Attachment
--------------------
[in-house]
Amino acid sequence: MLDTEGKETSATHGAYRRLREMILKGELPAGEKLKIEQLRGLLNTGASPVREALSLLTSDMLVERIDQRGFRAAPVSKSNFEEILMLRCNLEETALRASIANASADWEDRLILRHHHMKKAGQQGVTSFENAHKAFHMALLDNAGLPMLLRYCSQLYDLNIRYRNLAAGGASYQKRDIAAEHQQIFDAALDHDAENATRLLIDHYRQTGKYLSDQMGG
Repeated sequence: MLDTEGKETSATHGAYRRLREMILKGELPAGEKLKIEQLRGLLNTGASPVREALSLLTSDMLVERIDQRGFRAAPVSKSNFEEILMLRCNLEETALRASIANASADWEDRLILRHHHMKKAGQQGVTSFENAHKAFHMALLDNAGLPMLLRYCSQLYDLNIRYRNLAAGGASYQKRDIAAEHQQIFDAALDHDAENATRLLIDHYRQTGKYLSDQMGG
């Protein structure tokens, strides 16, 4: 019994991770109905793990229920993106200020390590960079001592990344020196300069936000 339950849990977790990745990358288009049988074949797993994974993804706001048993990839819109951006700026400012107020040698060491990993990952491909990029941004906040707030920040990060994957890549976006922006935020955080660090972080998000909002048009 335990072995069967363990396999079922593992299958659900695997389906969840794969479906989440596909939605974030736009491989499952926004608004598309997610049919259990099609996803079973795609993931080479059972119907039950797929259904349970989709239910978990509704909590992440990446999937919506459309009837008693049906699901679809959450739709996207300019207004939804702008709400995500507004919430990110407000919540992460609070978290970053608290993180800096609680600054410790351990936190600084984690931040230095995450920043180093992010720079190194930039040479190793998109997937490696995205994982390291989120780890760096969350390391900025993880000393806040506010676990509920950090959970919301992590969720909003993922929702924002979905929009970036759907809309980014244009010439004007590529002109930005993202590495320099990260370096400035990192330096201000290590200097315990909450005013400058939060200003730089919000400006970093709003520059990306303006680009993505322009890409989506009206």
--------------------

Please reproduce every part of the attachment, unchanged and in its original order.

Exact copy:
[in-house]
Amino acid sequence: MLDTEGKETSATHGAYRRLREMILKGELPAGEKLKIEQLRGLLNTGASPVREALSLLTSDMLVERIDQRGFRAAPVSKSNFEEILMLRCNLEETALRASIANASADWEDRLILRHHHMKKAGQQGVTSFENAHKAFHMALLDNAGLPMLLRYCSQLYDLNIRYRNLAAGGASYQKRDIAAEHQQIFDAALDHDAENATRLLIDHYRQTGKYLSDQMGG
Repeated sequence: MLDTEGKETSATHGAYRRLREMILKGELPAGEKLKIEQLRGLLNTGASPVREALSLLTSDMLVERIDQRGFRAAPVSKSNFEEILMLRCNLEETALRASIANASADWEDRLILRHHHMKKAGQQGVTSFENAHKAFHMALLDNAGLPMLLRYCSQLYDLNIRYRNLAAGGASYQKRDIAAEHQQIFDAALDHDAENATRLLIDHYRQTGKYLSDQMGG
């Protein structure tokens, strides 16, 4: 019994991770109905793990229920993106200020390590960079001592990344020196300069936000 339950849990977790990745990358288009049988074949797993994974993804706001048993990839819109951006700026400012107020040698060491990993990952491909990029941004906040707030920040990060994957890549976006922006935020955080660090972080998000909002048009 335990072995069967363990396999079922593992299958659900695997389906969840794969479906989440596909939605974030736009491989499952926004608004598309997610049919259990099609996803079973795609993931080479059972119907039950797929259904349970989709239910978990509704909590992440990446999937919506459309009837008693049906699901679809959450739709996207300019207004939804702008709400995500507004919430990110407000919540992460609070978290970053608290993180800096609680600054410790351990936190600084984690931040230095995450920043180093992010720079190194930039040479190793998109997937490696995205994982390291989120780890760096969350390391900025993880000393806040506010676990509920950090959970919301992590969720909003993922929702924002979905929009970036759907809309980014244009010439004007590529002109930005993202590495320099990260370096400035990192330096201000290590200097315990909450005013400058939060200003730089919000400006970093709003520059990306303006680009993505322009890409989506009206």